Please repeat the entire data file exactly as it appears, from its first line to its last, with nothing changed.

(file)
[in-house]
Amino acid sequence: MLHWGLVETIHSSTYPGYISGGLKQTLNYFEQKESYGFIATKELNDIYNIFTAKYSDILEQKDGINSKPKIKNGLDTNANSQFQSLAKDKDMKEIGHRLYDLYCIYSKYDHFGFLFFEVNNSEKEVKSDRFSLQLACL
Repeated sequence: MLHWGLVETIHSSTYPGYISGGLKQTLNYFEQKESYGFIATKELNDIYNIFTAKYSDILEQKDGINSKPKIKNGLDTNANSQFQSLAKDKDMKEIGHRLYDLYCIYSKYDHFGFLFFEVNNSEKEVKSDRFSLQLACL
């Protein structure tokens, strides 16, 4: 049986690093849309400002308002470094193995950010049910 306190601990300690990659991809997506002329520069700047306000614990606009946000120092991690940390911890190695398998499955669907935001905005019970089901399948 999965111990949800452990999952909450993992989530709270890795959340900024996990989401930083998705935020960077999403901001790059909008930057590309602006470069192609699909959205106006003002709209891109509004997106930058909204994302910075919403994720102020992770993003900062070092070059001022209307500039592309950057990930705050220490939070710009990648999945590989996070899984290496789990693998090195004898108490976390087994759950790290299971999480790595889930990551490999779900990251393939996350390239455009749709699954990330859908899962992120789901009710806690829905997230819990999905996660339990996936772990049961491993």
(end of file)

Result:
[in-house]
Amino acid sequence: MLHWGLVETIHSSTYPGYISGGLKQTLNYFEQKESYGFIATKELNDIYNIFTAKYSDILEQKDGINSKPKIKNGLDTNANSQFQSLAKDKDMKEIGHRLYDLYCIYSKYDHFGFLFFEVNNSEKEVKSDRFSLQLACL
Repeated sequence: MLHWGLVETIHSSTYPGYISGGLKQTLNYFEQKESYGFIATKELNDIYNIFTAKYSDILEQKDGINSKPKIKNGLDTNANSQFQSLAKDKDMKEIGHRLYDLYCIYSKYDHFGFLFFEVNNSEKEVKSDRFSLQLACL
């Protein structure tokens, strides 16, 4: 049986690093849309400002308002470094193995950010049910 306190601990300690990659991809997506002329520069700047306000614990606009946000120092991690940390911890190695398998499955669907935001905005019970089901399948 999965111990949800452990999952909450993992989530709270890795959340900024996990989401930083998705935020960077999403901001790059909008930057590309602006470069192609699909959205106006003002709209891109509004997106930058909204994302910075919403994720102020992770993003900062070092070059001022209307500039592309950057990930705050220490939070710009990648999945590989996070899984290496789990693998090195004898108490976390087994759950790290299971999480790595889930990551490999779900990251393939996350390239455009749709699954990330859908899962992120789901009710806690829905997230819990999905996660339990996936772990049961491993």